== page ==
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Royal Commission into Institutional Responses to Child Sexual Abuse - Volume 14 Sport Recreation

The Royal Commission into Institutional Responses to Child Sexual Abuse has produced its final Report. Volume 14 is headed Sport recreation, arts, culture, community and hobby groups (238 pages) and is accessible on The Royal Commission’s website – click here.

Volume 14 makes four specific recommendations in this section. These are as follows:

  1. All sport and recreation institutions, including arts, culture, community and hobby groups, that engage with or provide services to children should implement the Child Safe Standards identified by the Royal Commission.
  2. The National Office for Child Safety should establish a child safety advisory committee for the sport and recreation sector with membership from government and non-government peak bodies to advise the national office on sector-specific child safety issues.
  3. The education and information website known as Play by the Rules should be expanded and funded to develop resources – in partnership with the National Office for Child Safety – that are relevant to the broader sport and recreation sector.
  4. The independent state and territory oversight bodies that implement the Child Safe Standards should establish a free email subscription function for the sport and recreation sector so that all providers of these services to children can subscribe to receive relevant child safe information and links to resources.

In Appendix A it refers to a range of recommendations which appear in other volumes. The recommendations themselves, as you can see, are fairly unremarkable. There is nothing in the recommendations per se which require any specific implementation by sporting organisations of anything other than the child safety standards, as identified by the Royal Commission.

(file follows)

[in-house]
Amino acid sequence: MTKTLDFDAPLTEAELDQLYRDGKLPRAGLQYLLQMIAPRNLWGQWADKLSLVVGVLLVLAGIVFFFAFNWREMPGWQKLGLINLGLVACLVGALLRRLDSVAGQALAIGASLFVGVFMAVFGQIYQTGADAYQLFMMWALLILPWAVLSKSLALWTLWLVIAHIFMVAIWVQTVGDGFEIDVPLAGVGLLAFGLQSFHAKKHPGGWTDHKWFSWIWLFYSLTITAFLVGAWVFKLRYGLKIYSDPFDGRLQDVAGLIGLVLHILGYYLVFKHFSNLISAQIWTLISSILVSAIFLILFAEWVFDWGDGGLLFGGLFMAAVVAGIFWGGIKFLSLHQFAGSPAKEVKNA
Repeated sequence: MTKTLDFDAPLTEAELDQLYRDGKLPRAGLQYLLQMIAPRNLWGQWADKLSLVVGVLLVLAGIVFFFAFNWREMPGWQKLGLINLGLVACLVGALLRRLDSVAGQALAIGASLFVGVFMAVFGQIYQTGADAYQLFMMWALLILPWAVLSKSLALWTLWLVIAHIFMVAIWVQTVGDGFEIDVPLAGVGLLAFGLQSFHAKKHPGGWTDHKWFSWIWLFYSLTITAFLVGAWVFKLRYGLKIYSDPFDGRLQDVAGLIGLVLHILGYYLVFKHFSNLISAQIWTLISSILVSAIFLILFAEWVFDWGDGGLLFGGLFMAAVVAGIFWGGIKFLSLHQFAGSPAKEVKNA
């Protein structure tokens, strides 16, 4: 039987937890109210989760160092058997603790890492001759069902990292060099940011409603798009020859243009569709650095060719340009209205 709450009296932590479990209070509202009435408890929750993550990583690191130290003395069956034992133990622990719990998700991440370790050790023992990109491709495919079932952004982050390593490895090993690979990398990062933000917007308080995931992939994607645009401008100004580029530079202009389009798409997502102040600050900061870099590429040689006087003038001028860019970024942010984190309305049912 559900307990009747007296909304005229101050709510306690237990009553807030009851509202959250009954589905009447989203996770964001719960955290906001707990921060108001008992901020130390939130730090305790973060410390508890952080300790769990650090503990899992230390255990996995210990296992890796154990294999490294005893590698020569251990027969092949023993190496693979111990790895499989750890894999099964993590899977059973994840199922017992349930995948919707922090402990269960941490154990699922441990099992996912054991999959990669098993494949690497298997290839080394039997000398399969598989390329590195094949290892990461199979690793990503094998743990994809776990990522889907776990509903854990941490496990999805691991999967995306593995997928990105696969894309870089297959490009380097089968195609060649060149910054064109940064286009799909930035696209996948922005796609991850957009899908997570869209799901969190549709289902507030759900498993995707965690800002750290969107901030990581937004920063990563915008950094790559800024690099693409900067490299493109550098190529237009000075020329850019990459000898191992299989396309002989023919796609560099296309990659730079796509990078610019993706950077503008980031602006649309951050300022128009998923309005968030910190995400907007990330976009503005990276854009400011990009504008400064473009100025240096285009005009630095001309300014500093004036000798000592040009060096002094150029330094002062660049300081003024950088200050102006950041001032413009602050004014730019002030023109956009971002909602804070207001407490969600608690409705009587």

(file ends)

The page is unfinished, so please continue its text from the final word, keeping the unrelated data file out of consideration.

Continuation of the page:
Appendix B to the document sets out the practice guidance for implementing the child safety standards. This section sets out the standards and the core components of each standard is highlighted.

It seems to me that all national and state sporting organisations need to review these child safety standards and to determine what changes, if any, are required to ensure compliance with the standards.

The recommendations of the Royal Commission are of course not strictly binding upon national and state sporting organisations, but organisations that seek to treat the issue of child protection as a high priority need to be cognisant of these child safety standards and consider the application of these standards as well as the recommendations of the Royal Commission.

I encourage you to look at this material and to consider its application and implementation. If you wish to discuss any of this, please give me a call.

Finally, for good governance Boards need to listen to their members and treat them with respect as very important stakeholders.

"The content of this publication is for reference purposes only. It is current at the date of publication. This content does not constitute legal advice and should not be relied upon as such. Legal advice about your specific circumstances should always be obtained before taking any action based on this publication."